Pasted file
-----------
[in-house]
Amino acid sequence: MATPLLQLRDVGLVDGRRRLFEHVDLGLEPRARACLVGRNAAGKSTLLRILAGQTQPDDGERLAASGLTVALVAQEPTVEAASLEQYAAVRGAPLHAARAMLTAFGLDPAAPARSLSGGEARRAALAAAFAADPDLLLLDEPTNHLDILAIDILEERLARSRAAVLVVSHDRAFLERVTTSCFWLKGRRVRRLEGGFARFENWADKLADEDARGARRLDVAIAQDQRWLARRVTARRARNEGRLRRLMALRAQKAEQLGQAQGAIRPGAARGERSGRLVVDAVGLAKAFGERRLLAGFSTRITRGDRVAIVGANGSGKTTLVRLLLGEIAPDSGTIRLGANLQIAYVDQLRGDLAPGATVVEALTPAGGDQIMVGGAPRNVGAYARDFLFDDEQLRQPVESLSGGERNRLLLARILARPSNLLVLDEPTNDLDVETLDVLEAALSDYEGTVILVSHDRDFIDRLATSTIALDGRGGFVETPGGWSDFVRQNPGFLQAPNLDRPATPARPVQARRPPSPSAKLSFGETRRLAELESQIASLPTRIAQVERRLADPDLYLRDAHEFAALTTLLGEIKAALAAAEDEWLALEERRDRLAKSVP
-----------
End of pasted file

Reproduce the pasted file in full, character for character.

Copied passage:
[in-house]
Amino acid sequence: MATPLLQLRDVGLVDGRRRLFEHVDLGLEPRARACLVGRNAAGKSTLLRILAGQTQPDDGERLAASGLTVALVAQEPTVEAASLEQYAAVRGAPLHAARAMLTAFGLDPAAPARSLSGGEARRAALAAAFAADPDLLLLDEPTNHLDILAIDILEERLARSRAAVLVVSHDRAFLERVTTSCFWLKGRRVRRLEGGFARFENWADKLADEDARGARRLDVAIAQDQRWLARRVTARRARNEGRLRRLMALRAQKAEQLGQAQGAIRPGAARGERSGRLVVDAVGLAKAFGERRLLAGFSTRITRGDRVAIVGANGSGKTTLVRLLLGEIAPDSGTIRLGANLQIAYVDQLRGDLAPGATVVEALTPAGGDQIMVGGAPRNVGAYARDFLFDDEQLRQPVESLSGGERNRLLLARILARPSNLLVLDEPTNDLDVETLDVLEAALSDYEGTVILVSHDRDFIDRLATSTIALDGRGGFVETPGGWSDFVRQNPGFLQAPNLDRPATPARPVQARRPPSPSAKLSFGETRRLAELESQIASLPTRIAQVERRLADPDLYLRDAHEFAALTTLLGEIKAALAAAEDEWLALEERRDRLAKSVP